Souvenir 2006

‘For several months before we started Saheli we discussed how we could raise funds for our work. Each time we calculated our expenses for running a shelter, we found that we did not have the required finances. Though we were aware that money was available from government and foreign agencies for women’s projects, we as a group felt that unless we had the practical experience we would not be able to utilise resources effectively’.

First Four Years, 1985

‘Where is the money going to come from?

... a frank admission of a group of highly enthused women who had worked together under different banners from 1976 to protest against atrocities on women. As Stree Sangharsh, we had protested against rape, dowry deaths and many other issues. We were confident of tackling these issues, were gaining hands-on experience as we worked day in and day out, but still were truthful enough to admit that we had no practical experience of running a ‘project’! Our first ever formal attempt to talk about ourselves was via a booklet titled ‘First Four Years’ published in 1985 and this is how the beginnings of Saheli’s notions and policies with regard to funding were described – how to get money, from whom, how to use it, when and who to say ‘no’ to!

Initially all the work in Saheli was done on a voluntary basis. Our first office started in a garage, which was part of Gouri’s house. Donations ranging from Rs. 2 to Rs. 100 were our main source of funding for the first two years. We have also been supported in kind by a large circle of supporters. From donations of furniture, typewriters, recycled paper, stationery, toilet seats and pelmets, bed spreads and cushions to liven up the office, Saheli has always received many offers of help. Printers have done printing jobs for Saheli free, or heavily subsidised them. Artists have donated their work to Saheli, musicians have performed free, gynaecologists have treated women we refer free of cost or subsidised… the list is endless, the support manifold. Over the years, offers for funds have come to us from many different quarters. A theatre group offering to do a play and donate the proceeds to us, a church organisation wanting to allocate funds from a fete, etc. But although many such offers have not materialised, the spirit in which they have been made has always been treasured.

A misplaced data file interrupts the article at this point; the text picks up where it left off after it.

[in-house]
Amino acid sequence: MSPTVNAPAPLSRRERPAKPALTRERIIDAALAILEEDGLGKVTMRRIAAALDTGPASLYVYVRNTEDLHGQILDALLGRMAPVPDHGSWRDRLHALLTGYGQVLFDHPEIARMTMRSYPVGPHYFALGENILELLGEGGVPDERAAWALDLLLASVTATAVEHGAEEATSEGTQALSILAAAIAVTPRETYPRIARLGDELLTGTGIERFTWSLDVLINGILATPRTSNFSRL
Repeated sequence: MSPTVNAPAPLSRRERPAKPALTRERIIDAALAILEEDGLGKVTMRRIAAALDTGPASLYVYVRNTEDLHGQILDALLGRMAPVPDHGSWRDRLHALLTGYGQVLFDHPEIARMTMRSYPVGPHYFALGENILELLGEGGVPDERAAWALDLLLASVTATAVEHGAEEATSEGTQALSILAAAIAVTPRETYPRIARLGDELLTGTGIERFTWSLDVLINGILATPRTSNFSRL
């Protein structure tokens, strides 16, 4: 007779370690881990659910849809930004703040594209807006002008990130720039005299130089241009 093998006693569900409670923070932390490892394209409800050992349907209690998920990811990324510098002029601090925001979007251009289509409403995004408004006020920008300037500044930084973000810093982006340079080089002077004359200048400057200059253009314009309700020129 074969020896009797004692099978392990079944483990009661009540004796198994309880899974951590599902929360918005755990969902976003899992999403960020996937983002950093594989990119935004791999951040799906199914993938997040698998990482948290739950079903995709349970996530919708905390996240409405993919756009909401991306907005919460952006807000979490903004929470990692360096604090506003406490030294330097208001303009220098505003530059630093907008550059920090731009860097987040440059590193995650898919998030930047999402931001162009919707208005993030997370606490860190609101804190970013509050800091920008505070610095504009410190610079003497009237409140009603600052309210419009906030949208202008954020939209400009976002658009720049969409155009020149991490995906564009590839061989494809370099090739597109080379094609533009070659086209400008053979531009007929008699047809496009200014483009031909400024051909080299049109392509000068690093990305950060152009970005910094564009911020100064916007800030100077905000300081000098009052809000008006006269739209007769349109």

A vibrant group expands its working capacity very rapidly, and Saheli was no exception. In a couple of years, as the scope of work expanded there was an increase in demand for the time provided by volunteers, more space for an office, a shelter to house women, space to take up legal matters, undertake educational and other activities. The need for money became acute.

As was the practice of the Collective then (another Saheli tradition we still adhere to) long discussions took place to arrive at an agreement about what kind of funding was acceptable. Not that there wasn’t money available for groups like Saheli. If anything, it was a time when ‘women’s issues’ were beginning to be in vogue – donor agencies were falling over each other to fund activities on women’s rights, but questions abounded: Can we take foreign funds? Should we consider government funding? What does it mean to be funded by institutions? How would it affect our autonomy?